New Food Industry Grants Boost BC Businesses
In the coming weeks, food and beverage processors in British Columbia face a unique opportunity to quickly take advantage of new food industry grants from the provincial government. The BC Food Processing Growth Fund and the BC Manufacturing Jobs Fund together offer up to $380 million for cost-sharing initiatives aimed at enhancing the growth of the sector.
Indeed, BC’s food and beverage processing industry today employs over 40,000 people and draws $12B in sales every year, making it the second largest processing sector in the province. Speaking to the BC Food Processing Growth Fund (which has a deadline fast approaching), BC Food & Beverage CEO James Donaldson put it this way:
“By investing in B.C.’s food- and beverage-processing businesses, we are not only promoting economic growth and creating new job opportunities, but also ensuring the security and sustainability of our local food system. This fund will help these businesses scale up, innovate and stay competitive, while also increasing the use of locally sourced ingredients and products.”
In this article, we’ll lay out what you need to know to take advantage of these competitive grant programs – and how Icicle ERP is the perfect technology solution to scale up your business.
The BC Food Processing Growth Fund Aims to Strengthen Food Systems
The big ticket item is the BC Food Processing Growth Fund, which is part of a $200M commitment from the provincial government to support food security in the province. The fund is administered by the Investment Agriculture Foundation (IAF) and there are only two intake rounds announced – one just closed yesterday (June 6) and the next one is on July 18.
That means that manufacturers have just over a month to submit their applications for projects up to $1M in cost-shared funding for infrastructure, equipment, training projects, product development, and more with up to 75% cost-sharing for eligible costs. The BC Food Processing Growth Fund is designed to support established, local businesses in scaling up their operations and “increase productivity, business opportunities, and competitiveness.”
Criteria for Established BC Food Businesses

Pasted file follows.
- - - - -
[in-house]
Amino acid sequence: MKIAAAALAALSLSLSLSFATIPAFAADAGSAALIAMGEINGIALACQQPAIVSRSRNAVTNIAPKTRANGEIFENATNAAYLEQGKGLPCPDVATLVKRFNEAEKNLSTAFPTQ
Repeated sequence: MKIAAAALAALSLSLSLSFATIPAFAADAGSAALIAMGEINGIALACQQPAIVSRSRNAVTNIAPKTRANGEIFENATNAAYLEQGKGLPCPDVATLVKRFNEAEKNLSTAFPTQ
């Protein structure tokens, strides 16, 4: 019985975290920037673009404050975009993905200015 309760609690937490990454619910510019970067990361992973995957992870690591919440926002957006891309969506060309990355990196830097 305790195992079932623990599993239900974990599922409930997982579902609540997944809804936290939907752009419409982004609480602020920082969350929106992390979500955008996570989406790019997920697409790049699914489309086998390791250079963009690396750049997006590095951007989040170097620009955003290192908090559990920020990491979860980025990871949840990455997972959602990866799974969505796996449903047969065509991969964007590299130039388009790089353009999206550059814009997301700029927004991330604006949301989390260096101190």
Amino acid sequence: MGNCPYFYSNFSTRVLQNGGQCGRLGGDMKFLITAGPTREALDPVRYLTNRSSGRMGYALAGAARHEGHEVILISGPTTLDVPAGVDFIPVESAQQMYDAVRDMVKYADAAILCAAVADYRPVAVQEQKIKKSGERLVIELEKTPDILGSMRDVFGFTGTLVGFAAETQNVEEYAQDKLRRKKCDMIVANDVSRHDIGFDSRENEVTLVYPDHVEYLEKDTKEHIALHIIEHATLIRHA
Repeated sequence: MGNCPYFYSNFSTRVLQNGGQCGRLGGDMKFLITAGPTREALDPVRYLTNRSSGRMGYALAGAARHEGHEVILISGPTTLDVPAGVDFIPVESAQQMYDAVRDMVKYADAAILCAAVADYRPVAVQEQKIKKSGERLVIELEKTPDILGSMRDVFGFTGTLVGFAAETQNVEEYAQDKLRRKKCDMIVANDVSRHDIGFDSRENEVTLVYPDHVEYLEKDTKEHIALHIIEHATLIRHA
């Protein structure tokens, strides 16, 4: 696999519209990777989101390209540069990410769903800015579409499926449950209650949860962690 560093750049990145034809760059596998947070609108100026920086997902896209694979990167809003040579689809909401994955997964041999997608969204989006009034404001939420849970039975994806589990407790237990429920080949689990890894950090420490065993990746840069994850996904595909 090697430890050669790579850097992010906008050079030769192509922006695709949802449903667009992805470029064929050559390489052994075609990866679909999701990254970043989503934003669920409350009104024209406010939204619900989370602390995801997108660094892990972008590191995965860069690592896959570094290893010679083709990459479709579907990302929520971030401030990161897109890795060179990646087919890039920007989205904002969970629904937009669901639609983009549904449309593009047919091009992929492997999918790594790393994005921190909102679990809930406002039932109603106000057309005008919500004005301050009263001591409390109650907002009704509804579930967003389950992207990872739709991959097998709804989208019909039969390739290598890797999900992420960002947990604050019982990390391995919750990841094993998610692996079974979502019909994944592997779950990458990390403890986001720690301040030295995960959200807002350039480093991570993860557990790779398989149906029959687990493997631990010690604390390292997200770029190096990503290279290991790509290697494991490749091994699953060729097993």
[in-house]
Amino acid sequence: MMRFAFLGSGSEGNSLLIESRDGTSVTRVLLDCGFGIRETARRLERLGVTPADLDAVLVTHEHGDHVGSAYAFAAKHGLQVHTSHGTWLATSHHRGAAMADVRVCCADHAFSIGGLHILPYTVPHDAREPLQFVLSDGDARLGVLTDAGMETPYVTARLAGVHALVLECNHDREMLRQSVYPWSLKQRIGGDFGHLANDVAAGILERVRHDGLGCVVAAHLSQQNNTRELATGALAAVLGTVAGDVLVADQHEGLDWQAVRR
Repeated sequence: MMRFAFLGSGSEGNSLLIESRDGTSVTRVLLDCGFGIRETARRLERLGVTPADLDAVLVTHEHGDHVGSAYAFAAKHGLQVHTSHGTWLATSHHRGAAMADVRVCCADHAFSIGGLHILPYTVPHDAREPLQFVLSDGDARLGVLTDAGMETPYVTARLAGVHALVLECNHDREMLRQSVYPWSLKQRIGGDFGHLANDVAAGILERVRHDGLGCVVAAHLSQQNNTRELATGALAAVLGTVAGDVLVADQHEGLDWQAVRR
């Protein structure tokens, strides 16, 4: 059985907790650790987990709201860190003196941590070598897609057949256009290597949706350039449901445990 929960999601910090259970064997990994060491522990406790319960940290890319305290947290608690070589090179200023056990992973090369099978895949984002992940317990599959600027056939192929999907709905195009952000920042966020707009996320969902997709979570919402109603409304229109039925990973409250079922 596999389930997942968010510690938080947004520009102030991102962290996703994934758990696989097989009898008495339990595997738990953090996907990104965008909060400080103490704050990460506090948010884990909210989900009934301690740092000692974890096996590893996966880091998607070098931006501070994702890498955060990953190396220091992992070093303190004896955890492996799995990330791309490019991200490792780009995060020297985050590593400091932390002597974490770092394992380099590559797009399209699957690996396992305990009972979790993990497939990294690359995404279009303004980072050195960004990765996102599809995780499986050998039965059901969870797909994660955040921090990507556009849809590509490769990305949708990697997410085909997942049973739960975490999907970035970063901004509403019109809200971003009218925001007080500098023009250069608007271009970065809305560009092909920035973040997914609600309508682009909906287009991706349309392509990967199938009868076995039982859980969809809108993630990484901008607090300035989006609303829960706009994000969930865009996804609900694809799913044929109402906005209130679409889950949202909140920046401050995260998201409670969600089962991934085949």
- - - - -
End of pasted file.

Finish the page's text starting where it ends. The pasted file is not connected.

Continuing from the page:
While funding for smaller food and beverage processors is expected in the summer, this program is aimed at companies with over $500,000 in annual revenue that are looking to expand to new facilities, adopt new technologies, boost employee training, and improve their products and processes overall. Commercial food hubs, commissary kitchens, and industry groups and associations are also eligible.
In addition to the revenue requirement (which requires audited documentation), applicants must be in operation for at least two years and be located in British Columbia. Retail businesses, restaurants, and manufacturers of pet food, cannabis, alcohol-based beverages, and packaging materials are not eligible.
Applications that meet the high-priority criteria have the best chance of success, especially manufacturers of seafood, meat, and fruit and vegetable products. Companies making plant-based protein, dairy, or bakery and tortilla products, or beverages, or milling grain/oilseed are in the second priority category. Sugar and confectionary products and other foods are third-priority.
Another set of criteria is focused on benefits to the province. Your chances of success improve if you currently use BC inputs or will increase your procurement of BC inputs after the project is complete.
Projects to Enhance Local Production Capacity
Commercial food and beverage manufacturing involving general physical alterations (like crushing tomatoes or shredding cheese), extending shelf life (like freezing or pickling), or combining ingredients (like making muffins or mixing salad greens) are eligible. IAF outlines the following eligible costs and activities through the BC Food Processing Growth Fund:
- Investing in new technologies and systems to increases processing capacity, including software, digital, AI, and robotics technologies
- Capital investments to upgrade or expand facilities, infrastructure, and/or equipment, including renovations and new equipment to increase productivity/capacity
- Training to support new infrastructure and/or equipment, including upskilling for production staff, operational staff, etc. and specialized expertise (like food scientist, food engineers, software developers).
- R&D for new products and packaging, including access to lab equipment to improve shelf-life, nutrition, etc.
While IAF outlines eligible costs and activities, stacking of funds (combining funding from multiple food industry grants and other sources) is also permitted up to 90% except for some other IAF programs.